**How to learn physics Detailed
explanation**

https://www.physicscastle.com |

*Simplify how to learn physics: *

It’s great that you want to learn: __ how to learn physics__ - it’s one of the most
intellectually stimulating subjects around, The

**best and only way to study physics is to do physics problems**, Solving the problems forces you to know the formulas and understand the math, It creates the landscape in which you will learn the concepts, develop your intuitive sense of

**how physics works,**and fathom the rich interconnection of the ideas.

If you read the textbook, or
listen to a lecture, you get an idea of what the landscape looks like, but it
is not the *experience *of physics, It is like the difference
between watching a TV program about the Grand Canyon, and actually walking
around in it.

I’ve tried a lot of **ways to learn about
physics** throughout the past four years. As a sophomore, in a high
school with a less than stellar science department, I became interested in
physics. I started feeding that interest by reading basic online articles and
by watching some online videos.

Slowly the material there became repetitive at which point I subscribed to Physics Today,I would read the monthly issues with excitement, but I rarely understood anything below the surface level.

**The best way to learn about physics:**

Finally, I went off to college and
enrolled in an **introductory classical mechanics course.**
That is where everything started to click. After struggling (quite a bit)
through the beginning of the semester, I have completed the two introductory
courses in classical mechanics and electromagnetism, and I will be starting
thermodynamics and special relativity in the fall.

What I’m trying to say **is that the best way
to learn about physics** is to go straight to the basics. Trying
to read about quantum mechanics and general relativity may seem like a really
cool and exotic way to satiate your interest, but it won’t truly make sense
until you have the basics under your belt. Whether you take classes at a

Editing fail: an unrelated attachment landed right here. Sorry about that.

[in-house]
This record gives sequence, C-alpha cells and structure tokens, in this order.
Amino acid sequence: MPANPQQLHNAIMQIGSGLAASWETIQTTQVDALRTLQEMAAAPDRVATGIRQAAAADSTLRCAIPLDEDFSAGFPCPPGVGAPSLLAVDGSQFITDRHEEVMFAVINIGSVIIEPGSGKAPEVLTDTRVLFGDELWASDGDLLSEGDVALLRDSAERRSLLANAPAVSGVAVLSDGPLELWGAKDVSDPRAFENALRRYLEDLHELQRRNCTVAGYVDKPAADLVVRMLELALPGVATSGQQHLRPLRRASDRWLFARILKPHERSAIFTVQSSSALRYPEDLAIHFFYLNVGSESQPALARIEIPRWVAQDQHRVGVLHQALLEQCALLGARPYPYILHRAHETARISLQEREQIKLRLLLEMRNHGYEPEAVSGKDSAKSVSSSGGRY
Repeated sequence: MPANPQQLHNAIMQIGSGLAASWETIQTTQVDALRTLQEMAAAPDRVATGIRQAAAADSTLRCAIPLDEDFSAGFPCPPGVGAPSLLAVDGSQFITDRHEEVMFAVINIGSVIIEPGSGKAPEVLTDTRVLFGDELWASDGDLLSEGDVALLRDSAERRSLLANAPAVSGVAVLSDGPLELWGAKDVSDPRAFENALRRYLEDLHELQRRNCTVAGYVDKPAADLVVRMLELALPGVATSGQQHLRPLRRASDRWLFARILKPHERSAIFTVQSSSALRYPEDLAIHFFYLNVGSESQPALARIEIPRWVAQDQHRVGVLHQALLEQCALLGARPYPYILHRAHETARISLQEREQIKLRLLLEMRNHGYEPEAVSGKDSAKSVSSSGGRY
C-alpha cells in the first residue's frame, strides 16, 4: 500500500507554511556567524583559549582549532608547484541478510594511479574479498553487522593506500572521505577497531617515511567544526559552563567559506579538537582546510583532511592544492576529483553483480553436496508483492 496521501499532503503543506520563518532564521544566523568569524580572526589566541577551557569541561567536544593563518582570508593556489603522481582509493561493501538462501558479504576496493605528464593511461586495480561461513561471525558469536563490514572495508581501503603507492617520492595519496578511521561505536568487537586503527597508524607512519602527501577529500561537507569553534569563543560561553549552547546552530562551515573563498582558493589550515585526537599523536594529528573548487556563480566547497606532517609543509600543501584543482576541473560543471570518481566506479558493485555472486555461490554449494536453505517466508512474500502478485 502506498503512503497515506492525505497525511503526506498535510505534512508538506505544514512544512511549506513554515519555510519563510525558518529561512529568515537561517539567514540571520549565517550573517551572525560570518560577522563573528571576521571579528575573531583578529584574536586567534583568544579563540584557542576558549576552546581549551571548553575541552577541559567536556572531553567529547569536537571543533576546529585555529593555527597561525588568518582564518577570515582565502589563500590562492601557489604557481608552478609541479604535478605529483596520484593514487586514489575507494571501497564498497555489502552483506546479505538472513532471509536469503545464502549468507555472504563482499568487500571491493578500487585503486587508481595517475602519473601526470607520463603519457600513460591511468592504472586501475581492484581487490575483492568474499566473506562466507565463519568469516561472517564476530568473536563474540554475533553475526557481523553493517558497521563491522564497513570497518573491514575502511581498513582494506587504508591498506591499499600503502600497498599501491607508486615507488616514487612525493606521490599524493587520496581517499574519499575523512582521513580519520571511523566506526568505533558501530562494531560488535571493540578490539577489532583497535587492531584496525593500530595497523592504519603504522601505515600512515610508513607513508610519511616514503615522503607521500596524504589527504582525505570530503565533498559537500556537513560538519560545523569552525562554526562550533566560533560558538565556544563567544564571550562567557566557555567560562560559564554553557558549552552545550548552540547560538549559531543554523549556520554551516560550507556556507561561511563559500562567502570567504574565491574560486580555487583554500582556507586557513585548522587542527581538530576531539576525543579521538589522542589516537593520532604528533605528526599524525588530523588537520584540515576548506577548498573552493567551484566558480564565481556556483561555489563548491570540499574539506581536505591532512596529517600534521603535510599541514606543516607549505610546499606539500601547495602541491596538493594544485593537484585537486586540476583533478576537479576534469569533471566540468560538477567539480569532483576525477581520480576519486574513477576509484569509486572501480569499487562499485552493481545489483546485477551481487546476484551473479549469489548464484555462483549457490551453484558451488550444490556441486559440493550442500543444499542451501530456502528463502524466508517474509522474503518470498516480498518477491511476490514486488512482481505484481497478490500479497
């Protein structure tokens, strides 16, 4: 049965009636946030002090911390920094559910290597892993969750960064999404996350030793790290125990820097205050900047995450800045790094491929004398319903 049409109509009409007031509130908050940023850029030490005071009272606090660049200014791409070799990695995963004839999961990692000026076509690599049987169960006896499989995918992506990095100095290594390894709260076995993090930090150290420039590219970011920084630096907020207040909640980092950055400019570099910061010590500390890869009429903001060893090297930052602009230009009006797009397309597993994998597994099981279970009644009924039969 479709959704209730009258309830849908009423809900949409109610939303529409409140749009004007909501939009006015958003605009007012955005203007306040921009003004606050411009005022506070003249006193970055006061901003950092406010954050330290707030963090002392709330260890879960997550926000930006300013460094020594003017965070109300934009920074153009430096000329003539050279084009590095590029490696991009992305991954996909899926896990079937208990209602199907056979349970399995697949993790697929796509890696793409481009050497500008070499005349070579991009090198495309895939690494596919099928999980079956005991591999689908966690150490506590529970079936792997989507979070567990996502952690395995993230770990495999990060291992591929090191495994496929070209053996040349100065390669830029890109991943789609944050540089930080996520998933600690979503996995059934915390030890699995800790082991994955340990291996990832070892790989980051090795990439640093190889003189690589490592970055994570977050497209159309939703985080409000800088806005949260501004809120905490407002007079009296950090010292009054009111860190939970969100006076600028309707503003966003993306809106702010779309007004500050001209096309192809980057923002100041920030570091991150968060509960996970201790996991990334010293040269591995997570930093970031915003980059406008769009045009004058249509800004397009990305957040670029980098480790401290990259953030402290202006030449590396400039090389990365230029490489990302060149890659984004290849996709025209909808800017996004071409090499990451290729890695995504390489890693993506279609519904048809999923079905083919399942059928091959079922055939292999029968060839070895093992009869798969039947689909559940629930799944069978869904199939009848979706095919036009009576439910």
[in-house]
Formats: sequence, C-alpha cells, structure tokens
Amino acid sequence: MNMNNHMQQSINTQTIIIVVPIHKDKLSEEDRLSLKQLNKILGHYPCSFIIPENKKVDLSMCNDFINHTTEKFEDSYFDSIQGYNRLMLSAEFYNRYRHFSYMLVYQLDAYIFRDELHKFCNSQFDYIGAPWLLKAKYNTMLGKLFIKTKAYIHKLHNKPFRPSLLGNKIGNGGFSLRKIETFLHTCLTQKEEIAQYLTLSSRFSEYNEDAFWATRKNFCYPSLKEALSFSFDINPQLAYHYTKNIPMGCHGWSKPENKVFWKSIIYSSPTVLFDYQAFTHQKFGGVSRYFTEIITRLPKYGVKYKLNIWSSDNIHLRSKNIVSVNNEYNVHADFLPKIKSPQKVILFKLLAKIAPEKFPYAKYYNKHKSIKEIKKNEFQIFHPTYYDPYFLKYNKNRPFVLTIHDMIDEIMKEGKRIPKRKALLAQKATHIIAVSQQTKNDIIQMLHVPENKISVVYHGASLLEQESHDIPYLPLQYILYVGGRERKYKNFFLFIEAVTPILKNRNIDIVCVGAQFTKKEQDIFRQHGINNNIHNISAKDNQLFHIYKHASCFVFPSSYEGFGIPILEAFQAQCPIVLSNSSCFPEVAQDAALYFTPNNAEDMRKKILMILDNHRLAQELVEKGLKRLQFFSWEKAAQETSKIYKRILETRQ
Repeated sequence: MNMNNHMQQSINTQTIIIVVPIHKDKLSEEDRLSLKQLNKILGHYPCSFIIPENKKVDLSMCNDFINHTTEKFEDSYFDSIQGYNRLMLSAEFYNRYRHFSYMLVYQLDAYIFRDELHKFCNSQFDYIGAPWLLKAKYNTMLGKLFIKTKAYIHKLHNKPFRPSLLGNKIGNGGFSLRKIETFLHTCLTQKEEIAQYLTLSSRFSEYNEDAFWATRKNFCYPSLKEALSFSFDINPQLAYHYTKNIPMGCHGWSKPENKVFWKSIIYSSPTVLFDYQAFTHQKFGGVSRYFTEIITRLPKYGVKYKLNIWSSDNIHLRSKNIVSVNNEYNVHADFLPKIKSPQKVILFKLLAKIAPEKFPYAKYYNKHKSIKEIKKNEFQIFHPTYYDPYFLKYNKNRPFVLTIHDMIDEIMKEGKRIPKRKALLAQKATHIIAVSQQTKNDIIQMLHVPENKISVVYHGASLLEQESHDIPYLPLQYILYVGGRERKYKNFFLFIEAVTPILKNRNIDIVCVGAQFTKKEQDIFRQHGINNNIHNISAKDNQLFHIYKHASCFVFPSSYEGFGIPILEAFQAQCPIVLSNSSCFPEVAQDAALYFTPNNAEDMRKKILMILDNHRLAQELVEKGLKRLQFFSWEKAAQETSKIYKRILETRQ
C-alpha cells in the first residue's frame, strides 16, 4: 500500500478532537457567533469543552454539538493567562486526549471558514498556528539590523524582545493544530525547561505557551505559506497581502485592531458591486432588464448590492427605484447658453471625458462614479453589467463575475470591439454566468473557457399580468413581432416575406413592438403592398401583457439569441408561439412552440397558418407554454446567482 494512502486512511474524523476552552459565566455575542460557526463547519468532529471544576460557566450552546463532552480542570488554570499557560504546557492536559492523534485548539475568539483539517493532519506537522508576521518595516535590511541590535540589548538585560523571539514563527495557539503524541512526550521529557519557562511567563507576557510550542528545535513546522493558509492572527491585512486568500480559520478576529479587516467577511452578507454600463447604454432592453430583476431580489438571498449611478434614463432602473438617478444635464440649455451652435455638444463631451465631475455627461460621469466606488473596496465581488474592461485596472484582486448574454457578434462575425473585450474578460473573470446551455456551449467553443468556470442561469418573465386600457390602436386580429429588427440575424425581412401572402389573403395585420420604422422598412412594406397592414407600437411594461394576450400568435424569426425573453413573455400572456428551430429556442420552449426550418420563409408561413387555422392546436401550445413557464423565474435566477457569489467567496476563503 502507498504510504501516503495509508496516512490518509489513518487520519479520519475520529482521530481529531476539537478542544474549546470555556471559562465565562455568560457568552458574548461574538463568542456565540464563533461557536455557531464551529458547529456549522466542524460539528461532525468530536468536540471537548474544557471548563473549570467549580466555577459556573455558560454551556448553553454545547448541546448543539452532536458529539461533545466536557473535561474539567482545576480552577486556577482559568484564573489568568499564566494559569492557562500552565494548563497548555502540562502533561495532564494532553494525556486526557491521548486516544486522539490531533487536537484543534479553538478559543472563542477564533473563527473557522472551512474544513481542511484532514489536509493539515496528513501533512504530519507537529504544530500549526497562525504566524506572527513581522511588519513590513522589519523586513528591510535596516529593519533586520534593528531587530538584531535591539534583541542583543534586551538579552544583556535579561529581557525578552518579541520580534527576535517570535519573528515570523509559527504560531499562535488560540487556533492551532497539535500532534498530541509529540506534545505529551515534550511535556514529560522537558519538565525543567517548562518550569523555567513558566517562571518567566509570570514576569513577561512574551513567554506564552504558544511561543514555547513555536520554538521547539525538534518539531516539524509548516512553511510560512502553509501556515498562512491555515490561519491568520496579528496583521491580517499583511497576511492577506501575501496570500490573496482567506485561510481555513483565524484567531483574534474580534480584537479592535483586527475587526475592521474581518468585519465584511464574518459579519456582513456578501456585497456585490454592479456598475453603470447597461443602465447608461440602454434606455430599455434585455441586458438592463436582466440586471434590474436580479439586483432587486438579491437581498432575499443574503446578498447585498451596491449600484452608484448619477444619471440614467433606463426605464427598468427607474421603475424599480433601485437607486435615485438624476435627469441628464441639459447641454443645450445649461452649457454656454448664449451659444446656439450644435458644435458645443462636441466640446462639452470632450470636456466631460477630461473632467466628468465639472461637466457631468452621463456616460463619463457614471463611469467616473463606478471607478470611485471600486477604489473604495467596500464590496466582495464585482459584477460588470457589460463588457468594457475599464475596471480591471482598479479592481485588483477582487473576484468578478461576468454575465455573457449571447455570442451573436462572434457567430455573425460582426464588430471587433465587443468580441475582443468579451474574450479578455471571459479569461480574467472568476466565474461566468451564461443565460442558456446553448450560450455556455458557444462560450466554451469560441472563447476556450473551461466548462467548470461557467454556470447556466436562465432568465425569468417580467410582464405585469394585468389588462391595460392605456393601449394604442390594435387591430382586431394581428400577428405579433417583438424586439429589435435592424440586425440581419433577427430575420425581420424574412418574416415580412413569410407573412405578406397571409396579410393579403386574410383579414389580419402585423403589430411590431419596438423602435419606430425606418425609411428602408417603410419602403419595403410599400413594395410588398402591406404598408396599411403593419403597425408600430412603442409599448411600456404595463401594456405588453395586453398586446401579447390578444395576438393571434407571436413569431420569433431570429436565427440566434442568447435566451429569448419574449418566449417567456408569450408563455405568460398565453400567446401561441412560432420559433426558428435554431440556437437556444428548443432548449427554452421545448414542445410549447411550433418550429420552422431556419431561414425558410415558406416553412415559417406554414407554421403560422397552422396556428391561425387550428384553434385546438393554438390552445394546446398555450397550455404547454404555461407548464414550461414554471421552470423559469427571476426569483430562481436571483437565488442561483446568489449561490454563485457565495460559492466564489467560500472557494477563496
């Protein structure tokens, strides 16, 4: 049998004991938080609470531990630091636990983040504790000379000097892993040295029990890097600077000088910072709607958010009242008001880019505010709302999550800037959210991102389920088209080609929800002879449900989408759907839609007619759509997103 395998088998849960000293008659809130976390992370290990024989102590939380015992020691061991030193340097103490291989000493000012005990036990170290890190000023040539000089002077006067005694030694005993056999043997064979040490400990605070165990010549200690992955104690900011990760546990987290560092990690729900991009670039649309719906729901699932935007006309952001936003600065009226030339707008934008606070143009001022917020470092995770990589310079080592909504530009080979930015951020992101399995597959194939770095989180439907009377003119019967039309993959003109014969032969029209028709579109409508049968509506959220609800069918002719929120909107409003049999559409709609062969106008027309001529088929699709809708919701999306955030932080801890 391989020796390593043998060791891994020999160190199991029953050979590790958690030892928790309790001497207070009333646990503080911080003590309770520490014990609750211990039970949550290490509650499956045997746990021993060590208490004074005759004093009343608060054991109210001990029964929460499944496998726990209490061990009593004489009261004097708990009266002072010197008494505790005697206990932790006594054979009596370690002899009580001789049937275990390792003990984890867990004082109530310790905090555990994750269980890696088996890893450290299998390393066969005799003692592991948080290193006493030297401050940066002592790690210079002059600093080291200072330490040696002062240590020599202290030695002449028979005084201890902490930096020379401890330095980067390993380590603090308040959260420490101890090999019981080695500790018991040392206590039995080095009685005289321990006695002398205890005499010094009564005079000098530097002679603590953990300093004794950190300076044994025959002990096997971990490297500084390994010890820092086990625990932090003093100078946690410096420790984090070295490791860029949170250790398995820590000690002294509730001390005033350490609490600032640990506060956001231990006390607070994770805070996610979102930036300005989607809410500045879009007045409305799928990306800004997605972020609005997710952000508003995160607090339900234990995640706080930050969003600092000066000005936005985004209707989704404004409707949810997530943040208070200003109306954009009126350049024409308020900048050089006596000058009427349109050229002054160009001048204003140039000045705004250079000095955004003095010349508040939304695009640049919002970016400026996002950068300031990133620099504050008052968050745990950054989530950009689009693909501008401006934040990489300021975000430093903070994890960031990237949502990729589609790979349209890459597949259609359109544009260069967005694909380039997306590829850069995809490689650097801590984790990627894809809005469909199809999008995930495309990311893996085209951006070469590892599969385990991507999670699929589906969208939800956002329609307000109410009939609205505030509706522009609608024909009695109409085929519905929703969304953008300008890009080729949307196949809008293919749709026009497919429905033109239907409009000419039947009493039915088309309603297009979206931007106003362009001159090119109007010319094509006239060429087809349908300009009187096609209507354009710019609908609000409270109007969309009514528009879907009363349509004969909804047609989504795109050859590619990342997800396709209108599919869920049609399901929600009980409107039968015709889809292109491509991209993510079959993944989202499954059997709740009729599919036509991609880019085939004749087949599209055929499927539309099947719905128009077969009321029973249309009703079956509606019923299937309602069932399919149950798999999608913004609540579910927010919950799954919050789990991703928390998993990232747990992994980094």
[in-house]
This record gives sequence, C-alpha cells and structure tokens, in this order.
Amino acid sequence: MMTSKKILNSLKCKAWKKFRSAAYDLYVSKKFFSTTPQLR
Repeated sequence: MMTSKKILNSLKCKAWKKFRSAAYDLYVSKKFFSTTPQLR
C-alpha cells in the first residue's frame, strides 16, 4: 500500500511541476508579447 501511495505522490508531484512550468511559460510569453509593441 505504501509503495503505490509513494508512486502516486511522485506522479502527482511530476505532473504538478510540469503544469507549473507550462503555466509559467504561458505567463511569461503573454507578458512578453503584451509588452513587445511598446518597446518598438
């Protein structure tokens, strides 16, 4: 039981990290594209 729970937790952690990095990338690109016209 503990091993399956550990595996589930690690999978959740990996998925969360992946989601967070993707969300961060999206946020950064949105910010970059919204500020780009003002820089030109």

college or you simply pick up a book on mechanics that is the best **place to start.**

**In the words of Richard
Feynman**,) you are unlikely to discover something new without a lot of
practice on old stuff (.

__R Related articles__

**Relationship between learning physics and mathematics: **

The difference is small, especially at the introductory level. But as you get further in physics, the difference becomes more important, and sometimes a problem is very hard if you treat it as a physics-is-math problem, but very easy if you treat it as a physics problem.

#### What do I mean?

For
sure, you see a lot of math in physics. Take the concept of momentum, for
example:(p=mv) , where p is an object’s momentum, m is the object’s mass, and v is the object’s velocity, **If you think physics is math**,
you’ll just kind of add that formula to your inventory of other formulas. When
a problem asks something about momentum, you’ll dial up your inventory of
momentum-related formulas, and make mathematical manipulations until you get
what the problem is asking for.

But you’re not understanding that
formula in terms of physics, Don’t get me wrong, you *should* have
an inventory of formulas, and when you solve a problem you s*hould* make
mathematical manipulations with those formulas to get an answer. But having a
little physical insight will help you find the right formulas and the right
manipulations quicker.

So what else should you do? For example,
**you should explore the extreme ends of both variables**, For example in the
context of momentum, you should realize that a low-mass, high-velocity thing
(like a bullet) can have the same momentum as a high-mass, low-velocity thing
*(like a slowly moving train)*. You should try to get a *feel* for
what that means. Imagine what it feels like to try to stop a slowly moving train,
imagine what it feels like to stop a quickly moving bullet.

These types of exercises ** help you gain
physical intuition,** so you know which concept to apply. For example, concepts
which might be related to momentum include kinetic energy, force, impulse, and
work. They’re all formulas involving mass and aspects of the object’s motion,
for example. So if you just think of physics as mathematics, you might kind of
lump all these formulas in a similar “inventory category” of formulas involving
mass and motion.

Thus, when you’re handed a problem
asking how fast an object is going given certain initial conditions, ** the
physics-as-math type of person might blindly search through their inventory of
formulas** - a possibly long inventory- looking for a string of formulas with the
right inputs that match the given information and the right output that
provides the answer. But with physical insight, you’ll know instantly that
such-and-such problem is a conservation of momentum problem, while so-and-so
problem is a work/energy problem. In other words, your search space will be
much smaller.

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